There is significant opportunity within physiotherapy to leverage existing skillsets and scope to address system inefficiencies to the healthcare system. Below we outline physiotherapy-led models to strengthen care and health outcomes, reduce disparities across priority populations, and bring overall efficiencies.
 

Explore the current fact sheets:

1A. Physiotherapy in pain management

Treating, managing and preventing chronic pain, which affects both physical and mental health, must be a national priority.

Physiotherapy is an effective treatment strategy for acute, chronic and neuropathic pain. As clinical leaders in assessment, prevention, and management of recovery and rehabilitation, physiotherapists work across many areas, including musculoskeletal, neurological, oncological, paediatric and cardiorespiratory practice.

Physiotherapy is central to the treatment of chronic pain as part of a multidisciplinary approach to pain management. Physiotherapists utilise a broad scope of practice to guide and support people with chronic pain towards a better quality of life; they help get patients moving, which is critical to managing persistent chronic pain.

Read the Physiotherapy in pain management factsheet


1B. Advanced practice physiotherapy

Supporting physiotherapists to work at the top of their scope can address current inefficiencies in primary care and in the hospital sector.

Advanced Practice (AP) ED physiotherapists are already well embedded in the state public healthcare system nationally, providing a sustainable and highly skilled workforce base from which to expand services at this level. Expanding this workforce can help meet unmet patient need at the primary and acute care interface, including in the implementation of Medicare Urgent Care Clinics nationally.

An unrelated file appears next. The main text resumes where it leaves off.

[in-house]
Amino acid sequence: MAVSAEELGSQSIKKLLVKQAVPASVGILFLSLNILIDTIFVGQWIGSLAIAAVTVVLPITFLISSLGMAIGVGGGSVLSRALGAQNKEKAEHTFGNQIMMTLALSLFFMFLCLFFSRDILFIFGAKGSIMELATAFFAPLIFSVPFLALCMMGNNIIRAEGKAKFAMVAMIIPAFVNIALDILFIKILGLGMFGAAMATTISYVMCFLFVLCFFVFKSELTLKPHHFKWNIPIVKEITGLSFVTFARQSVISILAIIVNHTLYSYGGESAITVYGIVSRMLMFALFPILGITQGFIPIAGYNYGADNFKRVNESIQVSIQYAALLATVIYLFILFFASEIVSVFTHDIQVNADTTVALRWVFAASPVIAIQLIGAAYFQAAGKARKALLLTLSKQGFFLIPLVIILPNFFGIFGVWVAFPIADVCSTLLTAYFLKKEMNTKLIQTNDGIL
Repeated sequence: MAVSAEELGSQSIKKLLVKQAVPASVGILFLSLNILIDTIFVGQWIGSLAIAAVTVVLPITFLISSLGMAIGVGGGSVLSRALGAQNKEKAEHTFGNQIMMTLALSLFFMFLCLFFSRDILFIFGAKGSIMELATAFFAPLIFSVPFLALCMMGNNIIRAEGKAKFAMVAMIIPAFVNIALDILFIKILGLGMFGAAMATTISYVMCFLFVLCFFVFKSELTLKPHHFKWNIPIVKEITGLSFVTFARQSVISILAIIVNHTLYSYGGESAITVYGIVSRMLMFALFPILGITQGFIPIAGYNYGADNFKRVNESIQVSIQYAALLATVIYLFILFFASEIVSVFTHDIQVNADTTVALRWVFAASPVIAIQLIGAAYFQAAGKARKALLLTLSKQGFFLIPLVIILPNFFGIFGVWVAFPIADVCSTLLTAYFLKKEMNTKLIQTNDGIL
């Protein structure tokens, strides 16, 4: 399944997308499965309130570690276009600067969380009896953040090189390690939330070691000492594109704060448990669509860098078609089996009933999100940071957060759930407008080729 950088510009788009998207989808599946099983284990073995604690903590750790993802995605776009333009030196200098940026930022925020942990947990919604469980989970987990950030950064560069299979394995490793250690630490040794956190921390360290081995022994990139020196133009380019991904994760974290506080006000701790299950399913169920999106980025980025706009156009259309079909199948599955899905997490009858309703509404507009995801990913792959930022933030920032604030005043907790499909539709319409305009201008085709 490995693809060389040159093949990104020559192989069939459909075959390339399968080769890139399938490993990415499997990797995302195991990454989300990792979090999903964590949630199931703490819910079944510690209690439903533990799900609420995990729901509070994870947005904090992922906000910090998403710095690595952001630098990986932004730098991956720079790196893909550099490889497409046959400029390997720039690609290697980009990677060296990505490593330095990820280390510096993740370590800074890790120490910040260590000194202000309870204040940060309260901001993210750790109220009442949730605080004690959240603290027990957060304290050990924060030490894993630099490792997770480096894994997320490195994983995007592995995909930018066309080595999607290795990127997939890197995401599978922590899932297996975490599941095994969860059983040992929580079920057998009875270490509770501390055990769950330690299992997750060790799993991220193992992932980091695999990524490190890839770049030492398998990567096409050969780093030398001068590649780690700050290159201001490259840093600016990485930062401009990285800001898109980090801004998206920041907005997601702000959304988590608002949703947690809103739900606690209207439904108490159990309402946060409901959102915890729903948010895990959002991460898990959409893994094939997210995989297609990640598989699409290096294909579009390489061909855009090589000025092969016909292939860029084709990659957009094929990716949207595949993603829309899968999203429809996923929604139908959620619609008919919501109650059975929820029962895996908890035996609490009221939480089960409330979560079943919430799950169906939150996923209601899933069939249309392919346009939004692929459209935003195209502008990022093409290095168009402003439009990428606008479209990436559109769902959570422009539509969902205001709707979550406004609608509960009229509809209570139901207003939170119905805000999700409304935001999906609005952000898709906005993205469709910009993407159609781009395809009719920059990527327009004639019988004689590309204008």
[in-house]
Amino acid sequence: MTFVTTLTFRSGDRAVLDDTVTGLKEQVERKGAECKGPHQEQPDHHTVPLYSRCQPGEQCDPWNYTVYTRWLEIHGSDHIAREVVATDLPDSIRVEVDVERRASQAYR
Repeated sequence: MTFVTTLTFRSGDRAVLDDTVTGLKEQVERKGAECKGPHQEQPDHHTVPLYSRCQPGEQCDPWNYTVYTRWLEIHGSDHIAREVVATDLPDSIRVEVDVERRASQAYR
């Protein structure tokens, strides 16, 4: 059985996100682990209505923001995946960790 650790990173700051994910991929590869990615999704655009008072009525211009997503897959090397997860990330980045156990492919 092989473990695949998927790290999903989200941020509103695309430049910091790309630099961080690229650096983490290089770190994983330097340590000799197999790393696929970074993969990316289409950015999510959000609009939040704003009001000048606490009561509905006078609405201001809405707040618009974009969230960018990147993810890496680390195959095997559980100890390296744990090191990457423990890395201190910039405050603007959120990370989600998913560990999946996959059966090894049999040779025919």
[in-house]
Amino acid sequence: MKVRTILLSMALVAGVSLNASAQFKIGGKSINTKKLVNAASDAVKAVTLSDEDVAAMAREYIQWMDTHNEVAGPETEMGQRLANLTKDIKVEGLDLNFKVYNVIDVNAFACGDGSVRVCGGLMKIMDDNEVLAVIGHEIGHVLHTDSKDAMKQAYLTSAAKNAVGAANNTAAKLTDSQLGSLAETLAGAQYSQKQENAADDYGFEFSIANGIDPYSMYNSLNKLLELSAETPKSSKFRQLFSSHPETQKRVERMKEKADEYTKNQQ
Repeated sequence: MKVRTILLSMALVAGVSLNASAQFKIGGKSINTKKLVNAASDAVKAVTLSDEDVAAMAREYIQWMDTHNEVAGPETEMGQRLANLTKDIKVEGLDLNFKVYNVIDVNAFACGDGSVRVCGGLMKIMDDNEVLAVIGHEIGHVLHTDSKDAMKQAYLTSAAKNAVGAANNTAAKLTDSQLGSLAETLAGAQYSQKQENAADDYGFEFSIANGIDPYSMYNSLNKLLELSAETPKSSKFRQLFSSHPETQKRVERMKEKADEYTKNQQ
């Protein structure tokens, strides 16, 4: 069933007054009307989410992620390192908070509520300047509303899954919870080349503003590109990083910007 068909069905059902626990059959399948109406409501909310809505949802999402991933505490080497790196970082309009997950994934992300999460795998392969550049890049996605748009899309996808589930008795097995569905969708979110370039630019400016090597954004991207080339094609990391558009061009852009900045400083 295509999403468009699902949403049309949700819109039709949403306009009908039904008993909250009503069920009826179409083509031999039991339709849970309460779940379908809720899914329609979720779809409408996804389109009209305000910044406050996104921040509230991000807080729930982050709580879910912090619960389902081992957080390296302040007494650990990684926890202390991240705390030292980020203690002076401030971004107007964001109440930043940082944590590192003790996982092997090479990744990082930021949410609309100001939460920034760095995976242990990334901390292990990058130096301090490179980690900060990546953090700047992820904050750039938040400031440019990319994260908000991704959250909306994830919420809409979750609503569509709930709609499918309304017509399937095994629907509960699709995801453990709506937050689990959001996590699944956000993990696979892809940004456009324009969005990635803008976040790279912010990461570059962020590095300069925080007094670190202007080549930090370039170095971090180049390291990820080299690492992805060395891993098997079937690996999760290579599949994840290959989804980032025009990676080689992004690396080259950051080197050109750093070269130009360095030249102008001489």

A significant proportion of the likely patient load in these clinics will be musculoskeletal conditions such as sprains, strains and spinal pain—conditions best managed by physiotherapists.

Read the Advanced practice physiotherapy factsheet


1C. Physiotherapy in stroke management

Physiotherapists play a key role in the multidisciplinary team while the patient is in hospital and afterwards.

Physiotherapists have expertise in the area of recovery from stroke. They have advanced knowledge of pathophysiology and restoration of capability in a safe and timely progression of function and they can treat the impairments resulting from stroke. They have skills in the analysis of the contribution of impairments to disability and can form appropriate intervention plans.